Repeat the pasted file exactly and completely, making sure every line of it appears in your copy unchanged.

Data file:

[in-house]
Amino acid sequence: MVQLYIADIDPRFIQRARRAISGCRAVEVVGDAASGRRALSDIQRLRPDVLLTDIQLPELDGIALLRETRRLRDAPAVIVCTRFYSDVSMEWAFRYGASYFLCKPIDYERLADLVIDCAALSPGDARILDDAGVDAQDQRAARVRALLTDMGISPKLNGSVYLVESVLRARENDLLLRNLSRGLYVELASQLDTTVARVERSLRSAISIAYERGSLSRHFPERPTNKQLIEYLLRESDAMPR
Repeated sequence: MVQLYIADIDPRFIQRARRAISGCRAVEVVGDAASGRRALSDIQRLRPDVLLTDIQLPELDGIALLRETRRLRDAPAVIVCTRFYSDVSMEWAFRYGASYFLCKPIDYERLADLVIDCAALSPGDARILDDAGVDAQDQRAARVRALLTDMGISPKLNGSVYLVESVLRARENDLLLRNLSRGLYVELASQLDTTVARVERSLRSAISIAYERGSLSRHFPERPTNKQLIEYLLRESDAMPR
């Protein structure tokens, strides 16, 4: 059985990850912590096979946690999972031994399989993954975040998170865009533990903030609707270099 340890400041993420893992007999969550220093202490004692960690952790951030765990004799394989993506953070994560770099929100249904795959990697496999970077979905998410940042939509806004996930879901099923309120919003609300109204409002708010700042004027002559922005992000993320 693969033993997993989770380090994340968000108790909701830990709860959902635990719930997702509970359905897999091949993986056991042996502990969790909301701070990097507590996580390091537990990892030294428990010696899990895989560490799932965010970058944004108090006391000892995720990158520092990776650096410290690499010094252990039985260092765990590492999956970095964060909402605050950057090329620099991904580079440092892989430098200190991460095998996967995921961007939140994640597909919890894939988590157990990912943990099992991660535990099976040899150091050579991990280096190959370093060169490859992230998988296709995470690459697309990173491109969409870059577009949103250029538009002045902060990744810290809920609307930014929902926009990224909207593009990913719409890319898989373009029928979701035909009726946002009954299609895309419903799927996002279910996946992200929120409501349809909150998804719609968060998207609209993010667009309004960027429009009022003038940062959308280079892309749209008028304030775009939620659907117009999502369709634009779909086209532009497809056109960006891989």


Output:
[in-house]
Amino acid sequence: MVQLYIADIDPRFIQRARRAISGCRAVEVVGDAASGRRALSDIQRLRPDVLLTDIQLPELDGIALLRETRRLRDAPAVIVCTRFYSDVSMEWAFRYGASYFLCKPIDYERLADLVIDCAALSPGDARILDDAGVDAQDQRAARVRALLTDMGISPKLNGSVYLVESVLRARENDLLLRNLSRGLYVELASQLDTTVARVERSLRSAISIAYERGSLSRHFPERPTNKQLIEYLLRESDAMPR
Repeated sequence: MVQLYIADIDPRFIQRARRAISGCRAVEVVGDAASGRRALSDIQRLRPDVLLTDIQLPELDGIALLRETRRLRDAPAVIVCTRFYSDVSMEWAFRYGASYFLCKPIDYERLADLVIDCAALSPGDARILDDAGVDAQDQRAARVRALLTDMGISPKLNGSVYLVESVLRARENDLLLRNLSRGLYVELASQLDTTVARVERSLRSAISIAYERGSLSRHFPERPTNKQLIEYLLRESDAMPR
């Protein structure tokens, strides 16, 4: 059985990850912590096979946690999972031994399989993954975040998170865009533990903030609707270099 340890400041993420893992007999969550220093202490004692960690952790951030765990004799394989993506953070994560770099929100249904795959990697496999970077979905998410940042939509806004996930879901099923309120919003609300109204409002708010700042004027002559922005992000993320 693969033993997993989770380090994340968000108790909701830990709860959902635990719930997702509970359905897999091949993986056991042996502990969790909301701070990097507590996580390091537990990892030294428990010696899990895989560490799932965010970058944004108090006391000892995720990158520092990776650096410290690499010094252990039985260092765990590492999956970095964060909402605050950057090329620099991904580079440092892989430098200190991460095998996967995921961007939140994640597909919890894939988590157990990912943990099992991660535990099976040899150091050579991990280096190959370093060169490859992230998988296709995470690459697309990173491109969409870059577009949103250029538009002045902060990744810290809920609307930014929902926009990224909207593009990913719409890319898989373009029928979701035909009726946002009954299609895309419903799927996002279910996946992200929120409501349809909150998804719609968060998207609209993010667009309004960027429009009022003038940062959308280079892309749209008028304030775009939620659907117009999502369709634009779909086209532009497809056109960006891989």